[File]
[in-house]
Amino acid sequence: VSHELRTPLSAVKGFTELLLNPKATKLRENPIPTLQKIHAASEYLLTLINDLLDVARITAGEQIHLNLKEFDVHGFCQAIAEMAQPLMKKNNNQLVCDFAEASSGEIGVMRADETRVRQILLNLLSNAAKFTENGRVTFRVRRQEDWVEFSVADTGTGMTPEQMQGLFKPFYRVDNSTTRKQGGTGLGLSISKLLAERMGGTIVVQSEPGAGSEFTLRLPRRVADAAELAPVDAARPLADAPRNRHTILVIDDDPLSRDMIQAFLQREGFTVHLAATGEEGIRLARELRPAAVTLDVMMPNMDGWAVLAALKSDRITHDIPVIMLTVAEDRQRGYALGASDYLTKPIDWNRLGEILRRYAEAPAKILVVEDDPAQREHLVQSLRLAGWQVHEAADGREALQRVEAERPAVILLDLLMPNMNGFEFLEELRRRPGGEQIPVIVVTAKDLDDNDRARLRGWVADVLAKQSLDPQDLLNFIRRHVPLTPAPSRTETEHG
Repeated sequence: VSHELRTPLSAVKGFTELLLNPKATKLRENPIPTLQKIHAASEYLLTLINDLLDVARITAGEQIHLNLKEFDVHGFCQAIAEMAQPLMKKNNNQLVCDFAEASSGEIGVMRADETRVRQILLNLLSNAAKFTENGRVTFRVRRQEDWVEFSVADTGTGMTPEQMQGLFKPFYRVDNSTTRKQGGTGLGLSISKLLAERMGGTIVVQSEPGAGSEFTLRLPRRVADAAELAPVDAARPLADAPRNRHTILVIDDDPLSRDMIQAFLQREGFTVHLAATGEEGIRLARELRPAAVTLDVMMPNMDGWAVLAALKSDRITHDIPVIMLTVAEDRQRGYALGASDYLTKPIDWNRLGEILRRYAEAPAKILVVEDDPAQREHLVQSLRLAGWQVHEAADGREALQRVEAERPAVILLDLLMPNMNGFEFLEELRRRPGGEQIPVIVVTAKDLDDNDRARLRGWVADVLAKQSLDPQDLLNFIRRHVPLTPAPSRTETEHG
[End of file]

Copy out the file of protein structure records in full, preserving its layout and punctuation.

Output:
[in-house]
Amino acid sequence: VSHELRTPLSAVKGFTELLLNPKATKLRENPIPTLQKIHAASEYLLTLINDLLDVARITAGEQIHLNLKEFDVHGFCQAIAEMAQPLMKKNNNQLVCDFAEASSGEIGVMRADETRVRQILLNLLSNAAKFTENGRVTFRVRRQEDWVEFSVADTGTGMTPEQMQGLFKPFYRVDNSTTRKQGGTGLGLSISKLLAERMGGTIVVQSEPGAGSEFTLRLPRRVADAAELAPVDAARPLADAPRNRHTILVIDDDPLSRDMIQAFLQREGFTVHLAATGEEGIRLARELRPAAVTLDVMMPNMDGWAVLAALKSDRITHDIPVIMLTVAEDRQRGYALGASDYLTKPIDWNRLGEILRRYAEAPAKILVVEDDPAQREHLVQSLRLAGWQVHEAADGREALQRVEAERPAVILLDLLMPNMNGFEFLEELRRRPGGEQIPVIVVTAKDLDDNDRARLRGWVADVLAKQSLDPQDLLNFIRRHVPLTPAPSRTETEHG
Repeated sequence: VSHELRTPLSAVKGFTELLLNPKATKLRENPIPTLQKIHAASEYLLTLINDLLDVARITAGEQIHLNLKEFDVHGFCQAIAEMAQPLMKKNNNQLVCDFAEASSGEIGVMRADETRVRQILLNLLSNAAKFTENGRVTFRVRRQEDWVEFSVADTGTGMTPEQMQGLFKPFYRVDNSTTRKQGGTGLGLSISKLLAERMGGTIVVQSEPGAGSEFTLRLPRRVADAAELAPVDAARPLADAPRNRHTILVIDDDPLSRDMIQAFLQREGFTVHLAATGEEGIRLARELRPAAVTLDVMMPNMDGWAVLAALKSDRITHDIPVIMLTVAEDRQRGYALGASDYLTKPIDWNRLGEILRRYAEAPAKILVVEDDPAQREHLVQSLRLAGWQVHEAADGREALQRVEAERPAVILLDLLMPNMNGFEFLEELRRRPGGEQIPVIVVTAKDLDDNDRARLRGWVADVLAKQSLDPQDLLNFIRRHVPLTPAPSRTETEHG